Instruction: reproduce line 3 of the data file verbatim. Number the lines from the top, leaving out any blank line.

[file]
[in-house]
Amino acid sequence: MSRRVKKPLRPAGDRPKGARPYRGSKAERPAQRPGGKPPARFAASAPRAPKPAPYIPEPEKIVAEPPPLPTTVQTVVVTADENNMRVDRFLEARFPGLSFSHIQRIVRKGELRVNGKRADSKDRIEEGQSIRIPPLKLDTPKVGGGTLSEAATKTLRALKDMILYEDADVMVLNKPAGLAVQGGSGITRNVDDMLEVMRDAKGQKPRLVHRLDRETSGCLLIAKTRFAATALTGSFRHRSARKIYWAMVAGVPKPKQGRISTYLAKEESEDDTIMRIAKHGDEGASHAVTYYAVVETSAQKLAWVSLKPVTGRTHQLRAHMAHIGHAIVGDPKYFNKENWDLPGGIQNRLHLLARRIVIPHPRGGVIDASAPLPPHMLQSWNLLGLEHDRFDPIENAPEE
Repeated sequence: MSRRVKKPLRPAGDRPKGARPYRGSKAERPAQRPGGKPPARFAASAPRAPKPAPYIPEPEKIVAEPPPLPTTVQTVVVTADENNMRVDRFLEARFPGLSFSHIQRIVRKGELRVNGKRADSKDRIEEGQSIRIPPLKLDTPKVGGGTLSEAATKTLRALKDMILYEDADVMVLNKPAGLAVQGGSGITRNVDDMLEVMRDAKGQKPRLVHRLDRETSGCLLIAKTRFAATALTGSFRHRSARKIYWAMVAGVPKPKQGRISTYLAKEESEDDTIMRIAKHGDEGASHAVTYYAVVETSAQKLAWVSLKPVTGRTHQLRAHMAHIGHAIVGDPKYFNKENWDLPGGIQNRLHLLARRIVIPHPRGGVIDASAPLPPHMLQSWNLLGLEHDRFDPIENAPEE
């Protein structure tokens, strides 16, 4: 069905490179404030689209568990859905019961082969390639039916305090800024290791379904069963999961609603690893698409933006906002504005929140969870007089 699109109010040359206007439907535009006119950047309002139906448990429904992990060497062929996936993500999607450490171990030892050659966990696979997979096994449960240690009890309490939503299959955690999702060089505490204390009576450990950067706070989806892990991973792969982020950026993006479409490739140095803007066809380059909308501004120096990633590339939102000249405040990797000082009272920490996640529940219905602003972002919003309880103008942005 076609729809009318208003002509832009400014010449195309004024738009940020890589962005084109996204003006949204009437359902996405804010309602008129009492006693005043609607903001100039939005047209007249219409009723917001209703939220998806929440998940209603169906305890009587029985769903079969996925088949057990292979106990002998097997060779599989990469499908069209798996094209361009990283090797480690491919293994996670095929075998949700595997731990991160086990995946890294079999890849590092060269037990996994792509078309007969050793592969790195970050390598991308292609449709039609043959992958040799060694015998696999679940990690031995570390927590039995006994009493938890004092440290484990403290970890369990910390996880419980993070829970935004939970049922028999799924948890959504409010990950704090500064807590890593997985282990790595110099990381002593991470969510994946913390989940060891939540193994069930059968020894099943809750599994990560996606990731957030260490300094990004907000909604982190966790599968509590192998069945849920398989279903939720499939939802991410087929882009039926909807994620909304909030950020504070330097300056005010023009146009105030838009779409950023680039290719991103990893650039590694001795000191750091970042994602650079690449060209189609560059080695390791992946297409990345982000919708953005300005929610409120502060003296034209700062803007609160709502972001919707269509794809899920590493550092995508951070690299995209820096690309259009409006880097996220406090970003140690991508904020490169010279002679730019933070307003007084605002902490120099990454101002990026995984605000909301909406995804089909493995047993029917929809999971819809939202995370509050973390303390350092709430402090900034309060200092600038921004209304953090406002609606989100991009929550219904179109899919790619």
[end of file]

Repeated sequence: MSRRVKKPLRPAGDRPKGARPYRGSKAERPAQRPGGKPPARFAASAPRAPKPAPYIPEPEKIVAEPPPLPTTVQTVVVTADENNMRVDRFLEARFPGLSFSHIQRIVRKGELRVNGKRADSKDRIEEGQSIRIPPLKLDTPKVGGGTLSEAATKTLRALKDMILYEDADVMVLNKPAGLAVQGGSGITRNVDDMLEVMRDAKGQKPRLVHRLDRETSGCLLIAKTRFAATALTGSFRHRSARKIYWAMVAGVPKPKQGRISTYLAKEESEDDTIMRIAKHGDEGASHAVTYYAVVETSAQKLAWVSLKPVTGRTHQLRAHMAHIGHAIVGDPKYFNKENWDLPGGIQNRLHLLARRIVIPHPRGGVIDASAPLPPHMLQSWNLLGLEHDRFDPIENAPEE